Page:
(OK, that last one had no educational merit, but he was getting a bit distracted by the awesomeness of the octopus windsock so asking any more questions would have been futile.)
Octopus Math (Addition and subtraction with a colorable octopus in the corner)
OK, this activity is pretty boring….. Its just math… with Octopi in the corners. But hey, its still fun for my math-obsessed little one and totally related to the topic. I did the number of the day for that day which was 7, but I think I’m gonna change the #8 math facts to octopus Math for the purposes of this Theme. You know, because they have 8 arms…. and that makes WAY more sense to me.
So, just about every week, I go to education.com and type in the subject of the week to see if i can find some sort of awesome worksheet that I don’t have to make myself. Zachary has been doing 4×4 sudoku, so I thought he might enjoy this 6×6 octopus sudoku. It was pretty cool. We do the sudoku, then highlight the numbers. Sudoku is great for developing logic skills so I was pretty excited when I found a Sudoku worksheet that had to do with our theme.
Its labeled under 3rd grade, but its basic logic, so he didn’t have any issues with it.
Octopus BOOKS! (affiliate links -What does that mean?)
So apparently we weren’t the only people reading about octopi this week. We only ended up with 3 books from our library because all the other ones had been checked out. It was OK though, Zachary was sick for three days and all he wanted to do was watch “Wild Kratts” and sleep… so not much reading really happened. 🙁
– By Sandra Markle.
This book is part of a series about prey animals. The first of the series that we found was about skunks. It “follows” a female octopus around while she eats things, avoids being eaten, and lays her eggs. It has some amazing pictures, especially page 18 and 19. It has a mimic octopus doin’ its thing and pretending to be other animals. Totally awesome.
Not so much info on actual octopi, but had great pictures that made my little sick boy feel like he was still learning. It also connected animals that he can play with on a regular basis to what he was studying.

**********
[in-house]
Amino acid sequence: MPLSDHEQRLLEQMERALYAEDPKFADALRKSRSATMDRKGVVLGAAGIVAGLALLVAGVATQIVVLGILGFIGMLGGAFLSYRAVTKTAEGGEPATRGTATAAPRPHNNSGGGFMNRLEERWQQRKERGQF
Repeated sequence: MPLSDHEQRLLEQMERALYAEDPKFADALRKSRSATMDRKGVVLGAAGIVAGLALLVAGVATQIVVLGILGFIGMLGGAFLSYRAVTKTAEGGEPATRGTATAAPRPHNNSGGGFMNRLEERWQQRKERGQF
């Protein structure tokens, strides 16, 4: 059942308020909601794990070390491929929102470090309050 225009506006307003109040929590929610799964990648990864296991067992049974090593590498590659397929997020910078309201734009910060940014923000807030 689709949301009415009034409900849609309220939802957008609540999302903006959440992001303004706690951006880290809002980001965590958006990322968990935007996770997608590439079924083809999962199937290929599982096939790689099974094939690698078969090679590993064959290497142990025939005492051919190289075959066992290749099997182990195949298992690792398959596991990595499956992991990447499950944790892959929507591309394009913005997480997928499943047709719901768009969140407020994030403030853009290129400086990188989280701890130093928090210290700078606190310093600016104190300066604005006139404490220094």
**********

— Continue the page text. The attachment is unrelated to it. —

– By Jon Scieszka & Lane Smith
This was a beautiful book full of NONSENSE! Basically, the cowboy is a bit dull, but he befriends an octopus, and antics ensue. The letters are big and the pictures are interesting. They look like they’ve been cut out of a magazine (which may or may not inspire some interesting crafts next week… if it does i’ll edit this and link them up) Zachary was pretty happy with the nonsense and I was pretty happy with the fact that he wanted to try to read it by himself!
Things I learned from the week
- Octopus don’t have shells anywhere… I thought that all mollusks did, oops!
- Octopus, Octopi, and Octopuses are all correct plural nouns. I like octopus or octopi best because octopuses just sounds weird to me (and a little bit dirty). But to each his/her own.
- Octopus can change Texture just like Cuttlefish
- Octopus sometimes hide in the shells of bivalves… its kinda hermit-crab-like.
- One of an octopus’s (still sounds dirty even if its possessive) arms might actually be a pseudo-penis called a hexicotilus (dude I, totally spelled that right on the first try!). And they might rip it off and hand it to the female octopus so she can use it at her leisure. Yeah, not all the things I learn are lovely.
Other things I was tempted to try but didn’t
- Octo-dogs You take hot dogs, cut them in half, then slit the bottoms up the middle so it makes tentacles. Then you can fry them and decorate them with ketchup and fun stuff. — This one was a suggestion from my dad. We didn’t do it because my kid really doesn’t like hot dogs. He’s weird. He also weirds out when you change his food.
- Find an octopus at an asian market and dissect it. –I’d still like to do this, but my budget was spent this week on awesome food stuffs… the cream sauce was ridonkulous. (am i allowed to use that word without losing my adult card?)
- Octopus Yarn dolls – we might still do this one for O week with the tiny people. You wrap lots of yarn around a lid or a big piece of cardboard, then tie the head, add eyes, and braid tentacles from the yarn that’s dangling. Pretty cute, i’ll link the instructions.
There are a TON more (just google octopus crafts) but those are the ones that tempted me.
Next Week: Wolves!